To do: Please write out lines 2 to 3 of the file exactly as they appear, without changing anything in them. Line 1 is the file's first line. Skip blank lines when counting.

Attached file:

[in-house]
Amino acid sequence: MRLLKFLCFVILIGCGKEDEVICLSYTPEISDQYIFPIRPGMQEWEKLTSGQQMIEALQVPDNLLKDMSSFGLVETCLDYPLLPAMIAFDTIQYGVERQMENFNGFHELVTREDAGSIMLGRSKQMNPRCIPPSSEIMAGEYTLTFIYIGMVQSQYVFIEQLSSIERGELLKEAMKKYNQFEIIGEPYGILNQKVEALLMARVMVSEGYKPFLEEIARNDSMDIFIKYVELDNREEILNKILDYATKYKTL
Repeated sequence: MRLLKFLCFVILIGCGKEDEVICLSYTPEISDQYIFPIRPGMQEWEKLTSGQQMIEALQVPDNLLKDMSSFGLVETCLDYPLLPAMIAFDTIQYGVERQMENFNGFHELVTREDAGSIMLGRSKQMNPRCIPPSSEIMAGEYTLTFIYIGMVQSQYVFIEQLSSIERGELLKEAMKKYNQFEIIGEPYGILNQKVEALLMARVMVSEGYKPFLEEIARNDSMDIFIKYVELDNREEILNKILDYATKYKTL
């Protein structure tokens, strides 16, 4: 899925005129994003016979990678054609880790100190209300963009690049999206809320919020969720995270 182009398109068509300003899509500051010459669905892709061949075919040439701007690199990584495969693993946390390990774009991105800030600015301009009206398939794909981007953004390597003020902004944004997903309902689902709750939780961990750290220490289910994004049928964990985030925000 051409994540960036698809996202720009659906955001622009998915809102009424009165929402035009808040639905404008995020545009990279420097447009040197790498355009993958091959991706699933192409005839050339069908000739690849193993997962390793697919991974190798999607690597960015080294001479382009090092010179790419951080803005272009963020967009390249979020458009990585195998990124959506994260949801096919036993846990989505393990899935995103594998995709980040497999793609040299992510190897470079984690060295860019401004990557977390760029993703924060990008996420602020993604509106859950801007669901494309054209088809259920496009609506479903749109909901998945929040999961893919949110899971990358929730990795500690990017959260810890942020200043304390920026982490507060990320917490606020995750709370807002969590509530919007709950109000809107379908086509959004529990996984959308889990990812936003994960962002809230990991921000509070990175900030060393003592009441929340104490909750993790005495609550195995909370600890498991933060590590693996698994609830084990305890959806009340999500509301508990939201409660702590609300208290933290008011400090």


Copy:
Amino acid sequence: MRLLKFLCFVILIGCGKEDEVICLSYTPEISDQYIFPIRPGMQEWEKLTSGQQMIEALQVPDNLLKDMSSFGLVETCLDYPLLPAMIAFDTIQYGVERQMENFNGFHELVTREDAGSIMLGRSKQMNPRCIPPSSEIMAGEYTLTFIYIGMVQSQYVFIEQLSSIERGELLKEAMKKYNQFEIIGEPYGILNQKVEALLMARVMVSEGYKPFLEEIARNDSMDIFIKYVELDNREEILNKILDYATKYKTL
Repeated sequence: MRLLKFLCFVILIGCGKEDEVICLSYTPEISDQYIFPIRPGMQEWEKLTSGQQMIEALQVPDNLLKDMSSFGLVETCLDYPLLPAMIAFDTIQYGVERQMENFNGFHELVTREDAGSIMLGRSKQMNPRCIPPSSEIMAGEYTLTFIYIGMVQSQYVFIEQLSSIERGELLKEAMKKYNQFEIIGEPYGILNQKVEALLMARVMVSEGYKPFLEEIARNDSMDIFIKYVELDNREEILNKILDYATKYKTL